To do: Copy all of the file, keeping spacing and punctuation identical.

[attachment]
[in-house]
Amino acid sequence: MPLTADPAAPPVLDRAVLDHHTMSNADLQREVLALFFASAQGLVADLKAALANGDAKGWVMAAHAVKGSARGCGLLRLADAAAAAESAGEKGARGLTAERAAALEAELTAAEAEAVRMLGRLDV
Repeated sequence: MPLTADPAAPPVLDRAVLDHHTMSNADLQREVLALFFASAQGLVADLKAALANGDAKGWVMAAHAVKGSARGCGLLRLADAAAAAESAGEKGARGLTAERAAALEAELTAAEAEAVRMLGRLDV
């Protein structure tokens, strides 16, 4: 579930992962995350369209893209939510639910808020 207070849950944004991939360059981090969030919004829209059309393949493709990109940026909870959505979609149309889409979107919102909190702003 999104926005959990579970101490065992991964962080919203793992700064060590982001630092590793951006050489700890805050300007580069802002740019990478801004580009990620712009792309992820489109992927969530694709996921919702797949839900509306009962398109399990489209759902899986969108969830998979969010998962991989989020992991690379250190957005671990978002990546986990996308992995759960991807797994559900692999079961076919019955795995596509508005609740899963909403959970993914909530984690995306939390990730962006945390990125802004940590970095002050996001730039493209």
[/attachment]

[in-house]
Amino acid sequence: MPLTADPAAPPVLDRAVLDHHTMSNADLQREVLALFFASAQGLVADLKAALANGDAKGWVMAAHAVKGSARGCGLLRLADAAAAAESAGEKGARGLTAERAAALEAELTAAEAEAVRMLGRLDV
Repeated sequence: MPLTADPAAPPVLDRAVLDHHTMSNADLQREVLALFFASAQGLVADLKAALANGDAKGWVMAAHAVKGSARGCGLLRLADAAAAAESAGEKGARGLTAERAAALEAELTAAEAEAVRMLGRLDV
């Protein structure tokens, strides 16, 4: 579930992962995350369209893209939510639910808020 207070849950944004991939360059981090969030919004829209059309393949493709990109940026909870959505979609149309889409979107919102909190702003 999104926005959990579970101490065992991964962080919203793992700064060590982001630092590793951006050489700890805050300007580069802002740019990478801004580009990620712009792309992820489109992927969530694709996921919702797949839900509306009962398109399990489209759902899986969108969830998979969010998962991989989020992991690379250190957005671990978002990546986990996308992995759960991807797994559900692999079961076919019955795995596509508005609740899963909403959970993914909530984690995306939390990730962006945390990125802004940590970095002050996001730039493209």